Meet U.S. track star Ajee’ Wilson as she prepares for the Tokyo Olympics

(Patrick Smith/Getty Images)

For Ajee’ Wilson, the past year during the pandemic was somewhat of a blessing. The American record-holder in the 800 meter used the time away from competition to rest, reset and refocus on the mission, four years after a disappointing finish at the Rio Olympics.

Wilson’s preparation paid off at the United States Olympic trials in Eugene, Ore., where temperatures reached 108 degrees and events were delayed as a result. The 27-year-old fought through the heat to place third in the 800-meter final with a time of 1:58.39, just behind Athing Mu and Raevyn Rogers.

The finish qualified Wilson for her second Olympic Games. In Tokyo, she’ll be part of an American group looking to win its first gold medal in the event since 1968 and first medal of any kind since 1988.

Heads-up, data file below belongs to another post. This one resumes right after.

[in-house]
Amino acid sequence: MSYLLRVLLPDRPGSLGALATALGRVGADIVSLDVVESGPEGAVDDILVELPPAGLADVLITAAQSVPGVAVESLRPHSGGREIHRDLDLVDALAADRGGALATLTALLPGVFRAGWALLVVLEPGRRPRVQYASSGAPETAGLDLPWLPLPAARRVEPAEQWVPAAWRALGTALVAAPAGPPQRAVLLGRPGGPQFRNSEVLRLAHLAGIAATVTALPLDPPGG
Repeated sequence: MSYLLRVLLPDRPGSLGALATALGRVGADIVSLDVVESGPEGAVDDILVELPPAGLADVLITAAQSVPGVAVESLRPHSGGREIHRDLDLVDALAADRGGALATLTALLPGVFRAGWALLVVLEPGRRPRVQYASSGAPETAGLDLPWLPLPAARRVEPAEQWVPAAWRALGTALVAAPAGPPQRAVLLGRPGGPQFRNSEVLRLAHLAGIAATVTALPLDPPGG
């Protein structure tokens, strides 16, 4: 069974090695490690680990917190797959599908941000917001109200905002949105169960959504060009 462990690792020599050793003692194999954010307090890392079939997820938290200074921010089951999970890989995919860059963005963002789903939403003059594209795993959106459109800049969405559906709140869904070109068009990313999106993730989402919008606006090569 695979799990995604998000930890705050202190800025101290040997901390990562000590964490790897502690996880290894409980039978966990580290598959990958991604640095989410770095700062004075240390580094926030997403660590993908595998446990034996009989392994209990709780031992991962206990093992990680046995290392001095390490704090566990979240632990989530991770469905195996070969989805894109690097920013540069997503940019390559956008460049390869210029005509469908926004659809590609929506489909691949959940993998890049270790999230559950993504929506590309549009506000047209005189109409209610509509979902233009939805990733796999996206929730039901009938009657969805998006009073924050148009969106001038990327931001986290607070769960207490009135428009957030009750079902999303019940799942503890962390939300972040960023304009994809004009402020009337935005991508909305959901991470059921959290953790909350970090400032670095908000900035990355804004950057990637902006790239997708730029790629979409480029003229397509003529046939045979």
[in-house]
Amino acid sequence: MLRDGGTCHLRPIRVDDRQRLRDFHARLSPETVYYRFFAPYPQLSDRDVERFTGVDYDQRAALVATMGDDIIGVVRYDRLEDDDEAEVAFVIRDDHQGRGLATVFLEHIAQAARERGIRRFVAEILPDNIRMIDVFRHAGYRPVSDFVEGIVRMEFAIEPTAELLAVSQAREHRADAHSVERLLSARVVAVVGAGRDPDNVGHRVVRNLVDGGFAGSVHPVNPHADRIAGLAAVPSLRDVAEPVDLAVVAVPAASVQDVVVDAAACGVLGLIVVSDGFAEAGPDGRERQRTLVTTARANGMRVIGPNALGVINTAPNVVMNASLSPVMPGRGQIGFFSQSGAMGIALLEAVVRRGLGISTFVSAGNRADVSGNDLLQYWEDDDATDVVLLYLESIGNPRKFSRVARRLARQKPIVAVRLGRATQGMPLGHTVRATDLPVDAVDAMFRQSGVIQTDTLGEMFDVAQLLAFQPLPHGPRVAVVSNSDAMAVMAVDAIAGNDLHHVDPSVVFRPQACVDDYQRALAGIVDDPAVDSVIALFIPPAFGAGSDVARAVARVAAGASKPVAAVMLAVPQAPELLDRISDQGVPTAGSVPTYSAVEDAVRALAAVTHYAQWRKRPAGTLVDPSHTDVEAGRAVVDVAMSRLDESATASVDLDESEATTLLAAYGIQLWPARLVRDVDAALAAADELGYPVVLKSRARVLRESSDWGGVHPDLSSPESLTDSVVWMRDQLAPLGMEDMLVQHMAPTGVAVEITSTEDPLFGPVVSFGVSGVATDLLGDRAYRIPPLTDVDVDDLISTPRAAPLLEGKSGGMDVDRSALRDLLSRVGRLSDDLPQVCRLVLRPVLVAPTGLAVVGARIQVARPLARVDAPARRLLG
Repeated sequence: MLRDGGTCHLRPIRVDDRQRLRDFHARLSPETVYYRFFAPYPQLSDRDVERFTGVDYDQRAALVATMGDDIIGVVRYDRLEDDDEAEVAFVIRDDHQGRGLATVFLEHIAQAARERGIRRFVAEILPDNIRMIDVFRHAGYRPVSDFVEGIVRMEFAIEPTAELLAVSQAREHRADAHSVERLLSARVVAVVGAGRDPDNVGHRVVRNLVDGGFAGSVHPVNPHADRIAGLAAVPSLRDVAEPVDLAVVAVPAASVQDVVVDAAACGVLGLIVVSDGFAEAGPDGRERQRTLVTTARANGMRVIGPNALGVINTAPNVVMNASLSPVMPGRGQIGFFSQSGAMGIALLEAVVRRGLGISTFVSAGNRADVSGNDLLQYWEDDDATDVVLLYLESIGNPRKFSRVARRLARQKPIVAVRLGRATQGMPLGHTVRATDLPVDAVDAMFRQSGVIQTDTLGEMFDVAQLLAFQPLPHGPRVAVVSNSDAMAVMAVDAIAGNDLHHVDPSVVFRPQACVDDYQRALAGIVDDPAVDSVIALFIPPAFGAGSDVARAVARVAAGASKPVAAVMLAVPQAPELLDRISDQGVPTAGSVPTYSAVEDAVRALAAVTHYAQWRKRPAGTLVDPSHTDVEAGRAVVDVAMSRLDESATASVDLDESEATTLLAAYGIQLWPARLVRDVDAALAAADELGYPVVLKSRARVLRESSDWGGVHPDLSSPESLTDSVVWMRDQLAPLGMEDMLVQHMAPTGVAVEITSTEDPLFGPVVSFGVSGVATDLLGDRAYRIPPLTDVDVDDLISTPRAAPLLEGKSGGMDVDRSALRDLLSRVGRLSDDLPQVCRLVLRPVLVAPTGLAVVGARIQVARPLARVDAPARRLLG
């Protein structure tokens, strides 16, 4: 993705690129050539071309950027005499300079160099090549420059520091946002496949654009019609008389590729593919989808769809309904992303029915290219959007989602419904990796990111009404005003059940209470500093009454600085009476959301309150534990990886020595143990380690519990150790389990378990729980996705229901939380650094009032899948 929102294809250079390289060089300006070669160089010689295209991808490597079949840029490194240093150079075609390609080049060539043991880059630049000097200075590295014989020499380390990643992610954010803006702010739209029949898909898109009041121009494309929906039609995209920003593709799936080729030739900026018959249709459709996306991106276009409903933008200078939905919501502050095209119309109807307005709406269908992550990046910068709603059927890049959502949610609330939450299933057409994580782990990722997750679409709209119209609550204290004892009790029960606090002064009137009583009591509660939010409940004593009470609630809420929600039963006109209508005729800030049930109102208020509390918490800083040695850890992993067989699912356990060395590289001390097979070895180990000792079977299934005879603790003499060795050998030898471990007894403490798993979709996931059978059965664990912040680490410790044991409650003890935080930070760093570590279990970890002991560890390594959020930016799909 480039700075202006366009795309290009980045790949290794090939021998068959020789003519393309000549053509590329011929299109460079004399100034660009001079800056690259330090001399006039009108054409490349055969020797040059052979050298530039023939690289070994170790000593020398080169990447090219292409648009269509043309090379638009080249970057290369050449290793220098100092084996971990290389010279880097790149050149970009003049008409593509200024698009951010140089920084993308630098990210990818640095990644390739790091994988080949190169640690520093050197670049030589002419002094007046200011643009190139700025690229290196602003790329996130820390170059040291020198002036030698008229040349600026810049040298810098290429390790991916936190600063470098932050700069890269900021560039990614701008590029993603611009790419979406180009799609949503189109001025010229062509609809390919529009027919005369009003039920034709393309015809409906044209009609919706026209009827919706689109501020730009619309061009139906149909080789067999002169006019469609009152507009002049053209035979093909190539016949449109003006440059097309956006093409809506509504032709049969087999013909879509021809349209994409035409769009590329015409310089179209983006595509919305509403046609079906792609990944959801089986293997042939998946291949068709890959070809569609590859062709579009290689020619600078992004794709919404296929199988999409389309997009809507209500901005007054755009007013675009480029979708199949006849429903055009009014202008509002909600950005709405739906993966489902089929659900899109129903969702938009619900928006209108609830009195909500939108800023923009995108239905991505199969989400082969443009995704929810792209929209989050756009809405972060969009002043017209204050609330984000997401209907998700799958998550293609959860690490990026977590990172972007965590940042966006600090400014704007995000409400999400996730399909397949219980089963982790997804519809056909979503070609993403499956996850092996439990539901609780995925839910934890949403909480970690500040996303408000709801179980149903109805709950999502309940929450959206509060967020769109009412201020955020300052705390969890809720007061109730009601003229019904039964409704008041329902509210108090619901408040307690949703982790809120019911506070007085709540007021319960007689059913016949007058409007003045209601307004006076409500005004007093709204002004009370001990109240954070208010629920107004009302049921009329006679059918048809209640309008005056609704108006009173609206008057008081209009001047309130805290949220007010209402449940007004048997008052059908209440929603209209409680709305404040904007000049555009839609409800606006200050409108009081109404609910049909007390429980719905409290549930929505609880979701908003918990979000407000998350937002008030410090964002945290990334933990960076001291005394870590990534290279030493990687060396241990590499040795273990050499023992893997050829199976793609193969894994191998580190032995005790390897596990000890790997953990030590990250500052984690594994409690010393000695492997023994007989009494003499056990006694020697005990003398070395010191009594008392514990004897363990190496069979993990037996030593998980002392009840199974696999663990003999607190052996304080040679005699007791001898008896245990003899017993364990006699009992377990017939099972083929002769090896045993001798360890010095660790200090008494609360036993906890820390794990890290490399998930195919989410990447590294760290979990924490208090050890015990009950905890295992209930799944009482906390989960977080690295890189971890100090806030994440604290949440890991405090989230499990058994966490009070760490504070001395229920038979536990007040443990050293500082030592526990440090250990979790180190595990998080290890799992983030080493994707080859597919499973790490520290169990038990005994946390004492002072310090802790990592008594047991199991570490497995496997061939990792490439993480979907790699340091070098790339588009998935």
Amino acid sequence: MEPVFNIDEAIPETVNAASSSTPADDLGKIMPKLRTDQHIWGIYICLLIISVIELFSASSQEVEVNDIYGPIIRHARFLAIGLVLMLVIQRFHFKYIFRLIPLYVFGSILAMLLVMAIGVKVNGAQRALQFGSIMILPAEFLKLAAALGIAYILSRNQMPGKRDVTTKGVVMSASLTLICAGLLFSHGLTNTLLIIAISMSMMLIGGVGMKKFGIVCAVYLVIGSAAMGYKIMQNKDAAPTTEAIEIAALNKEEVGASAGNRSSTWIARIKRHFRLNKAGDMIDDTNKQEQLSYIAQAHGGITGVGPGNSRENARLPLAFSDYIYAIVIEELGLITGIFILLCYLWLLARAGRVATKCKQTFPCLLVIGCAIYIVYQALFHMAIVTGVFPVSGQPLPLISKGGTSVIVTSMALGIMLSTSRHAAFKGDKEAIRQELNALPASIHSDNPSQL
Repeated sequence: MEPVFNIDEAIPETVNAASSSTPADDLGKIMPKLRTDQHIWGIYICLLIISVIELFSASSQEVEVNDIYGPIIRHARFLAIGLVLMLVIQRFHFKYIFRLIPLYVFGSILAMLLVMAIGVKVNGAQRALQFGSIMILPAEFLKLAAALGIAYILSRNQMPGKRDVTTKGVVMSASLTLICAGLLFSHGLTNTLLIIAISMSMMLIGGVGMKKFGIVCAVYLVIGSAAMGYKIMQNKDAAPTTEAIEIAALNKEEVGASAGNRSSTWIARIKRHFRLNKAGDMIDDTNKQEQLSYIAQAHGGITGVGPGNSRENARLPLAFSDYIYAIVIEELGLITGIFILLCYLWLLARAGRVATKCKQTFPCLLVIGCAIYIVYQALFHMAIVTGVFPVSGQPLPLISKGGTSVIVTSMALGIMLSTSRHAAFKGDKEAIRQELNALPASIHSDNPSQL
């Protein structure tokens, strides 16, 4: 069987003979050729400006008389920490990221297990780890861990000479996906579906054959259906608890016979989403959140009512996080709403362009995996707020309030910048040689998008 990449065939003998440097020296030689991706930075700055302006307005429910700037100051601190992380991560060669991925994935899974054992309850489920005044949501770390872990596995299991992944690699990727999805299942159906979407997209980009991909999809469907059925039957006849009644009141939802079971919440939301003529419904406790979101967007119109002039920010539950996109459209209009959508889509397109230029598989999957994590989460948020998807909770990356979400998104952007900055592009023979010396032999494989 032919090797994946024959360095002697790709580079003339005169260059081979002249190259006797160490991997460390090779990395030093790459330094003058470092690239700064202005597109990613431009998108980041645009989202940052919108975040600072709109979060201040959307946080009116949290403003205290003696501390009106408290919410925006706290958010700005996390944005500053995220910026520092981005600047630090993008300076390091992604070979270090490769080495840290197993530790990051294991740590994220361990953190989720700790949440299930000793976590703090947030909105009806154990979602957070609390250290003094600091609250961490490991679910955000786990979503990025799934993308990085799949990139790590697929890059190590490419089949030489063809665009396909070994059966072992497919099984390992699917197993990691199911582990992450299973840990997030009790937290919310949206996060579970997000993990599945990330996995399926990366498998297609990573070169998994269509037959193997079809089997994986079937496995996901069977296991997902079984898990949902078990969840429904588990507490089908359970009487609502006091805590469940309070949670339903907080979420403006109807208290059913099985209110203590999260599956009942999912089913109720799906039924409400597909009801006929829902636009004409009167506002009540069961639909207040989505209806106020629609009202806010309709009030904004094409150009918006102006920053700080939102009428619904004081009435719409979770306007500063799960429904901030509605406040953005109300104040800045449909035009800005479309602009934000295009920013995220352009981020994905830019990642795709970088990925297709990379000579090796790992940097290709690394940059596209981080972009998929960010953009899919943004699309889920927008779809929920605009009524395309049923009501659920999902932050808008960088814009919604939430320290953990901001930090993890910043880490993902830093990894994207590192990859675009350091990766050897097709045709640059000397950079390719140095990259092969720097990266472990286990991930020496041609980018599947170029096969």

“It was a super intense weekend, that being our third race of the series, having the delay with the heat,” Wilson said. “But coming out of that final, I was super relieved. I was excited and happy that I was able to round off an amazing team that we’ll be sending to Tokyo.”

Wilson spoke with Just Women’s Sports about what she’s learned since Rio, the biggest sacrifices she has to make for the Olympics and what she’s most looking forward to in Tokyo.

Had you ever run in heat that intense? How challenging was that?

I didn’t actually get that much time out there in the heat. Probably the hottest I’ve ever run in was 107 a few years before at the U.S. Championships in Sacramento. But right before we started warming up (at the trials), one of the heptathletes passed out, so they had to make the decision that they felt like was going to protect and be safest for most of the athletes.

I’m sure your preparation, recovery and training come into play in a situation like that. Which tactics and supplements have you found to be helpful through your partnership with Thorne?